When making a presentation to corporate heads, it is best understanding the audience. Better than the audience knows itself. If you don’t, you lose the audience in a divergence. They, the audience just doesn’t get it. Parry this down to the Board Room level, with a marketing representative, the presenter, who must become a chameleon in the room. They must understand the divergent dichotomy of decision making from the selling company as compared to the buying company.
A sales person has a lot riding on its effort for those thousands of workers back at the factory. I know this on a small scale as I was owner and sales rep for the small factory of workers back home. I needed to keep their jobs intact, pay the materials bill, and meet payroll in one road trip.
Not only was I involved in the many-hats-I-wear division, I designed the product with the work force made advertising, and cold calls over a seven western states region. On and on went the duties for this small endeavor. It’s not much different than what Boeing does for its $$billions, as I was dealing with thousands of dollars.
· The first task is to find out what does a customer want, not what you have for them.
· The second task is understand a customer’s vision and how they see themselves obtaining its goals and objectives. Not thinking what’s printed on the company’s flyer for a mission statement.
· Talk about dreams, aspirations and failures.
· Know your enemy (Competitors) better than the enemy knows itself.
Once you have established a relationship and common knowledge you are almost ready to start sales. I never hurried the relationship part, as a bond must form first, and a trust evolves during short exchanges on ideas and opinions. I generally morphed into the person I wanted to sell to not out of some kind of patronizing effort, but out of the necessity of knowing your customers heart. I remember one time going to a customer on a cold call, driving through western United States. I think it was Idaho Falls, Idaho. I was 350 miles from my home shop. Nothing had happened on this trip. I was enthusiastic about the product, I had a stake in it, and I didn’t even know the next person I was going to tell about it!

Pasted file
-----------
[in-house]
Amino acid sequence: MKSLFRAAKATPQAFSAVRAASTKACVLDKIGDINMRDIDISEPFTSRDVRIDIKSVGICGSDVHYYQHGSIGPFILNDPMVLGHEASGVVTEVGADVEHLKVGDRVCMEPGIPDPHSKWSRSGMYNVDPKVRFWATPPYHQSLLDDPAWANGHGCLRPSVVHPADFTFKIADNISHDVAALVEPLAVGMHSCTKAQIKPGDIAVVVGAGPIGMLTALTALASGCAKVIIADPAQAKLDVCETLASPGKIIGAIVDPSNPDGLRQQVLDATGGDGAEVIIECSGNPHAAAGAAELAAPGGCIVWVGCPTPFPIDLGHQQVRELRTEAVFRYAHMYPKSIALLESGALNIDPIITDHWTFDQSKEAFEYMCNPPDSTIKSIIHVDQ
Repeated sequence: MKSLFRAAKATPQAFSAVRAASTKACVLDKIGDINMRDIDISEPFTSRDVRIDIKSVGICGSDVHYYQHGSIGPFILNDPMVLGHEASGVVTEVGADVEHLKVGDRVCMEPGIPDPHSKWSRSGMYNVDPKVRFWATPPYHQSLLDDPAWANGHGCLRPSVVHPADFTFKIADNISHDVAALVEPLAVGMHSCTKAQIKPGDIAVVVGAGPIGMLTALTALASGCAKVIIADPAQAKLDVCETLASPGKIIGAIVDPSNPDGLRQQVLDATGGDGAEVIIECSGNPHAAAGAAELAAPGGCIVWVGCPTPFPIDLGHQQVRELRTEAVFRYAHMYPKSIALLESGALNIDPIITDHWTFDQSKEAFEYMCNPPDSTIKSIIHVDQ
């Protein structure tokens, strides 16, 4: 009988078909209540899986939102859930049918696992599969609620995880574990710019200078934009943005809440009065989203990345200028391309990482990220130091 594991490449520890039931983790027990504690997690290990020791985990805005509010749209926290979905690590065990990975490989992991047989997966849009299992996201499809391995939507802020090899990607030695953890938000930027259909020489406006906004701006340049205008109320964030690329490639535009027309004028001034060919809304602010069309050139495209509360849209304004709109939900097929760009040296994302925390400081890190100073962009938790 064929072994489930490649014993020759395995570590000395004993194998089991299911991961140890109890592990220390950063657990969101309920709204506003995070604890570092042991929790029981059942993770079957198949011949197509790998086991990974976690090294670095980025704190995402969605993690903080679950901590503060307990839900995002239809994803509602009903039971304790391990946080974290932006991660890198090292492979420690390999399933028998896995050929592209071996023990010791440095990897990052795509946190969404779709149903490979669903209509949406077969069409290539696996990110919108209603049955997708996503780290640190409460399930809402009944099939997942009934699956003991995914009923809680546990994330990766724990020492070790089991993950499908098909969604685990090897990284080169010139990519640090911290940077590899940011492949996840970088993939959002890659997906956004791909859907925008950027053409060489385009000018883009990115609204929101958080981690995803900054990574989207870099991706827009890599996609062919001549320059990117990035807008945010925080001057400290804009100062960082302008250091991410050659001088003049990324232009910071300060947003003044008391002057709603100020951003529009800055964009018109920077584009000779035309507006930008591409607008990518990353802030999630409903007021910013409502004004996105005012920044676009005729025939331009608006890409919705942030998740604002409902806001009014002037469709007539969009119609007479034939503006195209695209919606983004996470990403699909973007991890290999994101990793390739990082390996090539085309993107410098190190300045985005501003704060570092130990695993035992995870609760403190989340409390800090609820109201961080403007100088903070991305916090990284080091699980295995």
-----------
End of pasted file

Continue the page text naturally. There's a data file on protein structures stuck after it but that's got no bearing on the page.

So I pull up to this fancy store because it had space to park my truck and trailer. My trailer contained samples and furniture to sell. Not airplanes, but furniture. Walking into the store, I hunted down the person in charge of buying. No letter of introduction, no prior conversation and no appointment. So I told him like it was straight up, and then broke the Ice with asking him how it was going for him? We got it going by not talking furniture product. I told him how many places I had gone to this week, and people I had talked with. In particular to him were his competitors. He wanted to know what they were carrying in those stores. I told them everything they got came out of South Dakota. This also, was my main competitor in furniture making. They had a rail siding bringing in materials. I knew I only had this truck and it is nice truck, but I didn’t tell this man about how small we were. I only said they were our chief competitor, and we had made progress over what they did. He said, “Let me see”.
I went out to the trailer and set down a sample of each furniture type. By now we were on the same team slaying that same South Dakota monster furniture builder. We were no longer divergent, disparate or unalike. His problem now had become my problem. I was on to something, and I had a solution to both our problems. I had the high ground of a great product bonded with this company’s need to compete.
I then sold a hundred pieces that day and a hundred more each month because he blew them out of the store for a ridiculous low price, and still made money. Much like selling airline tickets flying with this furniture.
This story was repeated over and over again. I remember going from 100 production pieces a month to twelve hundred pieces a month in one year.
Boeing on a much grander scale has now obtained 1276 orders this year similar to what we built in a month. It was good stuff and people responded in spite of the South Dakota hype machine. I didn’t wear a tie, but I could tie a deal, because it was fun selling something that was so good.